The organ in the second verse is missing on the original release. It is restored in the 40th Anniversary reissue.
- Sam, Torrance, CA
This is not the second longest song on the album. Light my Fire is. But this song is still awesome.
- Nate, New York, NY
Soul Kitchen was the first song I ever played with a band. The guitarist introduced me to the Doors first album before 'Light my Fire" got airplay. I learned the song by ear. I played with a guitarist and a drummer. I played left handed bass and keys on my dinky 4 octave Mini Compact Farfisa.
- Michael, Austin, TX
This song was about an area where the Black GI s spent their R and R, in South Viet Nam during the War. Things were still pretty segragated back then!
- Roger, Sacto, CA
Excuuuuuuuse me,but in FORRSET GUMP",The Movie,The Jenny on the ledge song was "FREE BIRD" by Lynyrd Skynyrd.The walking in vietnam song (one of many)was "SOUL KITCHEN" by The Doors.Any questions.......
- kurtis, portland, OR
It is about Olivia's in Venice Beach(LA). That was Jim's favorite place to grub becouse it reminded him of home in the south. Great song..
- Jim, Long Beach, CA
Actually, the Doors song featured in Forrest Gump is Love Her Madly. It's when Jenny tries to commit suicide by jumping off the ledge of the apartment building she was in.
- Beth, Winston-Salem, NC
whenever i hear this song i get a hankering for ribs...mmm riiiiibs
- nady, adelaide, Australia
Ray Manzerek's backing vocals on the version from their original double live album are fantastic. That song is the best thing on that album.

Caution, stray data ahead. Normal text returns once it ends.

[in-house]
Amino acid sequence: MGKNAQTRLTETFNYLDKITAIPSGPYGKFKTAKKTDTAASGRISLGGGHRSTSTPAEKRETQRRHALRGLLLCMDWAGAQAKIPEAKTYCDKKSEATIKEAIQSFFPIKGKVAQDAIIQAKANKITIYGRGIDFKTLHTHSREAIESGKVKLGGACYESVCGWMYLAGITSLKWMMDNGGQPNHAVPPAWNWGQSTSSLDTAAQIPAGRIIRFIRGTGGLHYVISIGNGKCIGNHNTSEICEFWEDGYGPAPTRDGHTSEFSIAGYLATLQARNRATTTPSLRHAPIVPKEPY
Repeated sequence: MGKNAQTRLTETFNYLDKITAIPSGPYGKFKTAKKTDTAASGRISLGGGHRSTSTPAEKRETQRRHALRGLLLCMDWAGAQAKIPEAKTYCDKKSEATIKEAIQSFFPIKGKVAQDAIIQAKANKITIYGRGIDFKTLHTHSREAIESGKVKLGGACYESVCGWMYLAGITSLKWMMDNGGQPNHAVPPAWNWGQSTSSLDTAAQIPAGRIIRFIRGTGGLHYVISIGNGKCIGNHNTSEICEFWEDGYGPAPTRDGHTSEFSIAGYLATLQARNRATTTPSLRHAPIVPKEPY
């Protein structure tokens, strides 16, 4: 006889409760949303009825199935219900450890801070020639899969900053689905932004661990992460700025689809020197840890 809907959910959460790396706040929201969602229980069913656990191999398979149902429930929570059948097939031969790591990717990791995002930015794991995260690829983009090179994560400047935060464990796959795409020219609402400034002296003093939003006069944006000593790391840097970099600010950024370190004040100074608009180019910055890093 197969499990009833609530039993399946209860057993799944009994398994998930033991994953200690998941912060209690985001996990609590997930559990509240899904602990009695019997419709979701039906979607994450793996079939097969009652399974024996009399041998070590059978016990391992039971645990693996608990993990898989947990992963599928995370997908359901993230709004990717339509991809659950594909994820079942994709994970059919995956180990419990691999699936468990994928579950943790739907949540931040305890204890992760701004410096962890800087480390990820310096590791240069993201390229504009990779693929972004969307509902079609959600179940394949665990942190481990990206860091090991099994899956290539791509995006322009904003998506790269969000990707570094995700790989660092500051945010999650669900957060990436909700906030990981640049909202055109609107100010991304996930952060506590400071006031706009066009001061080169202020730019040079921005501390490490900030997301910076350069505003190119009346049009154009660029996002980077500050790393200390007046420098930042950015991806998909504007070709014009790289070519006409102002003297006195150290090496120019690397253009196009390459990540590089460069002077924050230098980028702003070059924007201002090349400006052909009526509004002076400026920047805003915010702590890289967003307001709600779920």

- Ray, Memphis, TN
i hate it when people cover doors songs,it ruins it for me
- nady, adelaide, Australia
The keyboard riff in this song is very catchy. Although it is similar to the opening riff to When the Music's Over, I like the use of it in this song better. This one's a classic for sure. Great stuff as usual.
- Roy, Granbania, MA
There is a line is John Recky's "City of Night" that says, "The neon forrest of LA." This seemed to influence Morrison when he wrote "neon grove."
- Michael, Jacksonvillw, FL
This song always seemed to me to be a longing by Jim for some place safe and warm and cozy where he could rest and feed his soul.Even Morrison ,who lived as wild as anybody in rock ever has,must have longed for some warm quiet times once in a while to let his poetic side absorb some much needed energy.
- Mark, byrdstown, TN
I think that this song is about a Spanish Restraunt that Jim use to eat at when he was going to UCLA film school.
- Matthew, Los Angeles, CA
I think soul kitchen is a metaphor for a woman's vagina........
But I could be wrong.
- Pete, Peru, NY
Really love the live version of this song in particular. One of their best.
- Ray, Memphis, TN
Thank you I didn't remember that. I don't remember that. Apparently there were more Lynyrd Skynyrd songs in that movie too. Sweet Home Alabama." Maybe I don't remember these songs because, I didn't know them at that time.
- Stefanie, Rock Hill, SC
Agreed with Andrew. This is the ultimate song. Great to listen to when hooking up with Girls. This song kicks ass!
Morrison stated that the restraunt was poor and having pieces of paper as the menus but it was still a great restraunt
- Brettt, Grapevine, TX
Although you sound pretty confident, Stefanie, Soul Kitchen is used in Forrest Gump, as is People Are Strange, and Hello, I Love You. Break On Through (To The Other Side) is just the only Doors song featured on the soundtrack.
- Andrew, Cleveland, OH
No Peter> The song that was used in "Forrest Gump" was "Break On Through To the Other Side". I know because Ive seen the movie, and I also have the sound track.
- Stefanie magura, Rock Hill, SC
X covered this song on their "White Girl" album. X, if you don't know, is an early west coast punk band that Ray helped produce for. You can find the version on their anthology, and if you are a HUGE Doors fan like me, I think you will like the cover for its uniqueness.
- Majesta, Waynesboro, VA
If im not mistaken this song is used in Forrest Gump
- Peter, Providence, RI